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City of Lake Wales, Florida Fire Department
LWFD
ISO Class 3
Big Dog
Exit Drills in the Home

In 2005, 3,675 Americans died in home fires --1 person every 143 minutes. That's more than 10 people a day. Tens of thousands more were injured. People can survive even major fires in their homes if they are alerted to the fire, get out quickly, and stay out.

FOR SAFETY'S SAKE
  • Make an escape plan and practice it
  • Install and maintain smoke detectors
  • Consider installing an automatic fire-sprinkler system
PLAN YOUR ESCAPE

When a fire occurs, there's no time for planning. Sit down with your family today and make a step-by-step plan for escaping from a fire.

  • Draw a floor-plan of your home - The floor plan should mark two ways out of every room, especially sleeping areas. Discuss the escape routes with every member of your household.
  • Agree on a meeting place outside your home where every member of the household will gather after escaping a fire to wait for the fire department. This allows you to count heads and inform the fire department if anyone is trapped inside the burning building.
  • Practice your escape plan at least twice a year. Have a fire drill in your home. Appoint someone to be monitor and have everyone participate. A fire drill is not a race. Get out quickly, but carefully.
  • Make your exit drill realistic. Pretend that some exits are blocked by fire and practice alternative escape routes. Pretend that the lights are out and that some escape routes are filling with smoke.
BE PREPARED
  • Make sure everyone in the household can unlock all doors and windows quickly, even in the dark. Windows or doors with security bars need to be equipped with quick release devices and everyone in the household should know how to use them.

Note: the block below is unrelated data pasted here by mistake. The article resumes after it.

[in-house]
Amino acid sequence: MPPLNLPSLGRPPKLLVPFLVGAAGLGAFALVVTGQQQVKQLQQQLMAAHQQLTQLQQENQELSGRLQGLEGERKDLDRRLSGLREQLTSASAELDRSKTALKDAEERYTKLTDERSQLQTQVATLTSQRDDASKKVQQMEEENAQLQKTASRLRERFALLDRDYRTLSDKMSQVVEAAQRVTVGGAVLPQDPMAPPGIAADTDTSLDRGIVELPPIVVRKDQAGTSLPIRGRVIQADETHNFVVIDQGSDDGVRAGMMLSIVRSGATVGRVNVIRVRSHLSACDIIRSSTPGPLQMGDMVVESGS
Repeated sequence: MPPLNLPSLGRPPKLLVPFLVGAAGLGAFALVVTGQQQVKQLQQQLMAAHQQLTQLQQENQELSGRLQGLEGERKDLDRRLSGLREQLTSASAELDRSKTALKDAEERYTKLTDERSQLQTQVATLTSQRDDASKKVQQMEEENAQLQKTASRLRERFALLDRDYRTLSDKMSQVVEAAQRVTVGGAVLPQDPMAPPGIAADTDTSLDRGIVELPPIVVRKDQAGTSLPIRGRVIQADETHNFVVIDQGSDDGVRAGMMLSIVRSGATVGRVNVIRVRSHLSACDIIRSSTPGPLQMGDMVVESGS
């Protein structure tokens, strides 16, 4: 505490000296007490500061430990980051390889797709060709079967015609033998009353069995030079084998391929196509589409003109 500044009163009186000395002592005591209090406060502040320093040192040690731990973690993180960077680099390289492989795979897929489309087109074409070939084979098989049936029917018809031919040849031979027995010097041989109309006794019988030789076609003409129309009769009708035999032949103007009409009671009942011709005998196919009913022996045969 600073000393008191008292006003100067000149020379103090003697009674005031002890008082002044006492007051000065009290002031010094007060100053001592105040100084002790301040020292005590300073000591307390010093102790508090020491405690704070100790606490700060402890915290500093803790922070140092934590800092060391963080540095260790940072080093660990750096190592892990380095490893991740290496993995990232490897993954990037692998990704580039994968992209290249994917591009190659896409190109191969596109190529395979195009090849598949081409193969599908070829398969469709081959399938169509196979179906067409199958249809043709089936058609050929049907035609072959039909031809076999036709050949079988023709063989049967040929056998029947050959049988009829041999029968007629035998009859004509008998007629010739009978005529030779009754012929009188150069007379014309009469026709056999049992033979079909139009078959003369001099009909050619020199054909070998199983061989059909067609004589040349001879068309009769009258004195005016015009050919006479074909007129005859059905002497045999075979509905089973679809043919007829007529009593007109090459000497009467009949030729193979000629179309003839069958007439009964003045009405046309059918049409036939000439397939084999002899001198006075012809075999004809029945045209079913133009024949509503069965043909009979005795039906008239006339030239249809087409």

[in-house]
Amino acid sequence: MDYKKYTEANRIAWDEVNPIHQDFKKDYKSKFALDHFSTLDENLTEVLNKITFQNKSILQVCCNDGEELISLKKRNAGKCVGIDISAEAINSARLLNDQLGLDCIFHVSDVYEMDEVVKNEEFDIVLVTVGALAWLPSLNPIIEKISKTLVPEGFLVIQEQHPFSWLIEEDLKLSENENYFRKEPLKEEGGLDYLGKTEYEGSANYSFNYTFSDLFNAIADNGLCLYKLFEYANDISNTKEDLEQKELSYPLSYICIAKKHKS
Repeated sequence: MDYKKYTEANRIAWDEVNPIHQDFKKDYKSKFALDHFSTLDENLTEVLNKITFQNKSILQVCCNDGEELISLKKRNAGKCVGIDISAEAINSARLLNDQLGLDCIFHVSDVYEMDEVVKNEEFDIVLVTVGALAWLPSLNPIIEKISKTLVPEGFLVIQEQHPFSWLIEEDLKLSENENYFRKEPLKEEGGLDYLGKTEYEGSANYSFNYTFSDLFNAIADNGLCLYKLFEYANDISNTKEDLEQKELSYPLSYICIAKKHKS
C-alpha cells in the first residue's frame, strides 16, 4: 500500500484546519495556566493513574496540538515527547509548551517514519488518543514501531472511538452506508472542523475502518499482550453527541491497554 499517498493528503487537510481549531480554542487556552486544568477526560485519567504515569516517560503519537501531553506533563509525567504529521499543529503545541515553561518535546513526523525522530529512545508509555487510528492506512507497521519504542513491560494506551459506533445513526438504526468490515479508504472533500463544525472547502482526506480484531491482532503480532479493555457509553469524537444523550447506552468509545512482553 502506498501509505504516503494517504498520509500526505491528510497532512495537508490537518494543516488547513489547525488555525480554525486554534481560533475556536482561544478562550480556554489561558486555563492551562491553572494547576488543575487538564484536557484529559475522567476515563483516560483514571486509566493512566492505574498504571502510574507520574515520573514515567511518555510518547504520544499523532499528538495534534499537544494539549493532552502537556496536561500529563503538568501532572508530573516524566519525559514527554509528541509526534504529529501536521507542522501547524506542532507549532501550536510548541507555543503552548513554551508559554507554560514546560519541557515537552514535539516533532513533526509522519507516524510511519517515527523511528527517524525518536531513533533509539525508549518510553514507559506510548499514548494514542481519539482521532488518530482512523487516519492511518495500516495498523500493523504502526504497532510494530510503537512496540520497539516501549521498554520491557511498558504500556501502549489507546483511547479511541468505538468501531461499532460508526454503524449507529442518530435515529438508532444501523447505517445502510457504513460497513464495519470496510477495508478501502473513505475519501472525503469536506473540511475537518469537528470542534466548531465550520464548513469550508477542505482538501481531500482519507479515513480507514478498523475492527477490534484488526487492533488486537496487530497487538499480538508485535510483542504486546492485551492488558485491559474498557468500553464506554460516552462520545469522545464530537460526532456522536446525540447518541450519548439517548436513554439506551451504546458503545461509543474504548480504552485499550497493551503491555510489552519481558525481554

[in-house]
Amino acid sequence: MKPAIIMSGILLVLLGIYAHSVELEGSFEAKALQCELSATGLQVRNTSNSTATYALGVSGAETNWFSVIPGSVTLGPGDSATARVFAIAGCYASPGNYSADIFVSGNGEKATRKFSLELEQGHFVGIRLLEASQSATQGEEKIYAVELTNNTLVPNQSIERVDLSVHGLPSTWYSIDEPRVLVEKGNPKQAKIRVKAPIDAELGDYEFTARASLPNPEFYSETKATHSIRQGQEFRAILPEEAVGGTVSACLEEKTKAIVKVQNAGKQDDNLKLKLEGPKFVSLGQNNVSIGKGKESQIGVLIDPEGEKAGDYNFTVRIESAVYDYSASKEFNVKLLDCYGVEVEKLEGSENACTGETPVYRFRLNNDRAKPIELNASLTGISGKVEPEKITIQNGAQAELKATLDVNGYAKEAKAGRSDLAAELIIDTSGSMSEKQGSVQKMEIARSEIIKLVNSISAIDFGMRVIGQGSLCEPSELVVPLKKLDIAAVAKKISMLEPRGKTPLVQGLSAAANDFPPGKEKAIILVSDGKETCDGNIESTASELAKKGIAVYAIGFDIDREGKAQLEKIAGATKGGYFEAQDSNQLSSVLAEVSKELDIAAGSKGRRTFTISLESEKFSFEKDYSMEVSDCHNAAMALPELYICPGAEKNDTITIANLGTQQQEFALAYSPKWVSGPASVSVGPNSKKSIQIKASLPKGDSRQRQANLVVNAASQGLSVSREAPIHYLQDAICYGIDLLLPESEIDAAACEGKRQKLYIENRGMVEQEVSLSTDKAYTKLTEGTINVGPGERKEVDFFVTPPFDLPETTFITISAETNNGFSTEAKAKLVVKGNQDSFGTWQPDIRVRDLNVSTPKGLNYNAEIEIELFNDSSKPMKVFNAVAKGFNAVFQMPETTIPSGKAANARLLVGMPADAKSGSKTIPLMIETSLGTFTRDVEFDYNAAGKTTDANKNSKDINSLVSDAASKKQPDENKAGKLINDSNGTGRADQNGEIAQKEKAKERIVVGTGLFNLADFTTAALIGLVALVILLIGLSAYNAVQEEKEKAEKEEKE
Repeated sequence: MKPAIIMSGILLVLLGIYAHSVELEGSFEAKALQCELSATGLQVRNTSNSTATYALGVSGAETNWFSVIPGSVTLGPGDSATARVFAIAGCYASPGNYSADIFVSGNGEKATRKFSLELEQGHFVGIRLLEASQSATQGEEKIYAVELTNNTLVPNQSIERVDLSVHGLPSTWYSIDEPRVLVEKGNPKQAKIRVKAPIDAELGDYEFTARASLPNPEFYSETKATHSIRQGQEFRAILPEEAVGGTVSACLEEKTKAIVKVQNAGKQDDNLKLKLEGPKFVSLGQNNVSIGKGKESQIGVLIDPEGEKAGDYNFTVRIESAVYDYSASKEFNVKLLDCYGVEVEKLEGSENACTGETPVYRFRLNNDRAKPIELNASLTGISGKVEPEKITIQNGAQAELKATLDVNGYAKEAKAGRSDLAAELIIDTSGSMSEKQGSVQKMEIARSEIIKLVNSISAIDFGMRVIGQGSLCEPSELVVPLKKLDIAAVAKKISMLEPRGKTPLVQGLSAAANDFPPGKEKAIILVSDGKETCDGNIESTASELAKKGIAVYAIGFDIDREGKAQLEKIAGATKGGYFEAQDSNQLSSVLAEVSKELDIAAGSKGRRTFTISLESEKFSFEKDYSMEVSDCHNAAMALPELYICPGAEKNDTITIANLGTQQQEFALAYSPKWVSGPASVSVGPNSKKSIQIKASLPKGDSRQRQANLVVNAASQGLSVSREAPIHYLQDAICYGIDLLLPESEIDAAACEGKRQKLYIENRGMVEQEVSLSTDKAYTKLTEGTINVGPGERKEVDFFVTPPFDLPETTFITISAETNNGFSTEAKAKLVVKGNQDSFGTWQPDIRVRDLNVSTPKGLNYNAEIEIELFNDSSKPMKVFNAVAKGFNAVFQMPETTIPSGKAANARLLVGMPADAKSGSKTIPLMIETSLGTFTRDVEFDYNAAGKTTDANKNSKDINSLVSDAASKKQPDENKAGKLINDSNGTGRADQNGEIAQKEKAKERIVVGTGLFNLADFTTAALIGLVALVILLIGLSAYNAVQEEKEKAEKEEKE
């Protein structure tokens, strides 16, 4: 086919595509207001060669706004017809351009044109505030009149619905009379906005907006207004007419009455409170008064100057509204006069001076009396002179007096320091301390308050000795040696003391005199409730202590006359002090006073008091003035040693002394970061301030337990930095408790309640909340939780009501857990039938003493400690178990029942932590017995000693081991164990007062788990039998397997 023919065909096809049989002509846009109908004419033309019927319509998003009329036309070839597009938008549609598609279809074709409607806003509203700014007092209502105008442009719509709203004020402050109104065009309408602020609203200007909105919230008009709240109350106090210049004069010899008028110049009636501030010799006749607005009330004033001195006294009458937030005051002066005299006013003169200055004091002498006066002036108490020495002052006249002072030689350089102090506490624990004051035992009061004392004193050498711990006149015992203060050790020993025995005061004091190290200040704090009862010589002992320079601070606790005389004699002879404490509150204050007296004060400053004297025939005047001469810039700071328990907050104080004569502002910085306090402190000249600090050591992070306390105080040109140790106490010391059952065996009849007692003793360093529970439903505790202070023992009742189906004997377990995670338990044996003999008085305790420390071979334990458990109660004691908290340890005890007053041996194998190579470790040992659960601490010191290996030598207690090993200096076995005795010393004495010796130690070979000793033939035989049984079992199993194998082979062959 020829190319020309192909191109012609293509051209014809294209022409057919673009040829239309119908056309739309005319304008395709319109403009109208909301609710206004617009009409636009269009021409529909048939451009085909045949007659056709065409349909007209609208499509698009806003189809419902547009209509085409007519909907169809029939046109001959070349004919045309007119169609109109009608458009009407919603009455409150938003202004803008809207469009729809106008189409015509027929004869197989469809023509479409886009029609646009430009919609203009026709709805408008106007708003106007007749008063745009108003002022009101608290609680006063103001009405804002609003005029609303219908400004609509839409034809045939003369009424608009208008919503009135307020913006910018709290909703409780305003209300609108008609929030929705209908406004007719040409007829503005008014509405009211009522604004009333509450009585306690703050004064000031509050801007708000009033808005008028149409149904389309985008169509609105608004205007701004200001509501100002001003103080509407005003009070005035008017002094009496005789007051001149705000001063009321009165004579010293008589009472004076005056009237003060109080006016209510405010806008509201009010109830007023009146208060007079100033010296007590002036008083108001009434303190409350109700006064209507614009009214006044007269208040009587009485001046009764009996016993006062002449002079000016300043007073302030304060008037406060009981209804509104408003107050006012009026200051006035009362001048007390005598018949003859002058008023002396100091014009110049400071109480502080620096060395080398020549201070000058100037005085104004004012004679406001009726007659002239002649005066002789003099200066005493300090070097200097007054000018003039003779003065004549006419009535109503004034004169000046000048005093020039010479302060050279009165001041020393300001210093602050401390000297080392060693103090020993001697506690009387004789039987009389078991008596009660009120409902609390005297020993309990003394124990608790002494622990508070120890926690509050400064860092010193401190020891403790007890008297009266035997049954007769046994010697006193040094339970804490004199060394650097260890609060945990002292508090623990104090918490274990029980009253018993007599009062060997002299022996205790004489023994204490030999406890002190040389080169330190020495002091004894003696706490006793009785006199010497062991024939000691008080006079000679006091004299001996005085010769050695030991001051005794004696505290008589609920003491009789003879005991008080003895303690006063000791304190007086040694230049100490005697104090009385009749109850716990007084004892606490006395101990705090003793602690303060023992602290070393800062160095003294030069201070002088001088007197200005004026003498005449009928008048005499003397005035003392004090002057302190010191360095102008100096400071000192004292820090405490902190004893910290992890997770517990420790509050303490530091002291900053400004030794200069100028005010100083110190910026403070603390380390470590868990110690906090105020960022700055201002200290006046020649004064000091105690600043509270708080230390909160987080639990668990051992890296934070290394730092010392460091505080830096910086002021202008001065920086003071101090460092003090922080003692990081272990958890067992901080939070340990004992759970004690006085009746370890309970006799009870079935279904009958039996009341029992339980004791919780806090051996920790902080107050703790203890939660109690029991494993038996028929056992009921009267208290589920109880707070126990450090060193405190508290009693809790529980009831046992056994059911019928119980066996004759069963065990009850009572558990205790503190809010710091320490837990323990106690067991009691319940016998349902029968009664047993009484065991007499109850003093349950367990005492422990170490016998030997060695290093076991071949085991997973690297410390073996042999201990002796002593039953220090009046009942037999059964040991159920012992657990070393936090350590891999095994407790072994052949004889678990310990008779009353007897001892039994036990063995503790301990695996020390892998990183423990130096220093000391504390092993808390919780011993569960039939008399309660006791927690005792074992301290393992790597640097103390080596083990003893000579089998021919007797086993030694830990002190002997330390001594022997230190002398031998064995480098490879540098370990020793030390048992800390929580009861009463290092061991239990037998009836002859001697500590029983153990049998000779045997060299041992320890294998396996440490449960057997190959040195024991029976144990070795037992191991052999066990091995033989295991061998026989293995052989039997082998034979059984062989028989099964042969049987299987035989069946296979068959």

• In apartment buildings, use stairways to escape. Never use an elevator during a fire. It may stop between floors or take you to a floor where the fire is burning.
  • If your house is a two-story, and you must escape from a second-story window, be sure there is a safe way to reach the ground. Make special arrangements for children, older adults, and people with disabilities. People who have difficulty moving should have a phone in their sleeping area and, if possible, should sleep on the ground floor.
  • Test doors before opening them. While kneeling or crouching at the door, reach up as high as you can and touch the door, the knob, and the space between the door and its frame with the back of your hand. If the door is hot, use another escape route. If the door is cool, open it with caution.
  • If you are trapped in an area, close all doors between you and the fire. Stuff the cracks around the doors to keep out smoke. Wait at a window and signal for help with a light-colored cloth or a flashlight. If there's a phone in the room, call the fire department or 911, and tell them exactly where you are.
GET OUT FAST
  • When there's a fire, don't stop for anything. Do not try to rescue possessions or pets. Go directly to your meeting place and then call the fire department from a neighbor's phone or an alarm box. Every member of your household should know how to call the fire department.
  • Crawl low under smoke. Smoke contains deadly gases, and heat rises. During a fire, cleaner air will be near the floor. If you encounter smoke when using your primary exit, use your alternate escape plan. If you must exit through smoke, crawl on your hands and knees, keeping your head 12 to 24 inches (30 to 60 cm) above the floor.
  • Stay Out! Once you are out of your home, don't go back for any reason. If people are trapped, the firefighters have the best chance of rescuing them. The heat and smoke of a fire are overpowering. Firefighters have the training, experience, and protective equipment needed to enter burning buildings.
PLAY IT SAFE
  • Smoke Detectors - More than half of all fatal home fires happen at night while people are asleep. Smoke detectors sound an alarm when a fire starts, alerting people before they are trapped or overcome by smoke. With smoke detectors, your risk of dying in a home fire is cut nearly in half. Install smoke detectors outside every sleeping area and on every level of your home, including the basement. Follow installation instructions carefully and test smoke detectors monthly. Change all smoke detector batteries at least once a year. If your detector is more than 10 years old, replace it.
  • Automatic Sprinkler Systems - Sprinklers attack a fire in its early stages by spraying water only on the area where the fire is detected. Consider including sprinkler systems in plans for new construction and installing them in existing homes.

PEOPLE PROTECTING PEOPLE SINCE 1896
Copyright 1995 National Fire Protection Association
Batterymarch Park, Quincy, MA 02269

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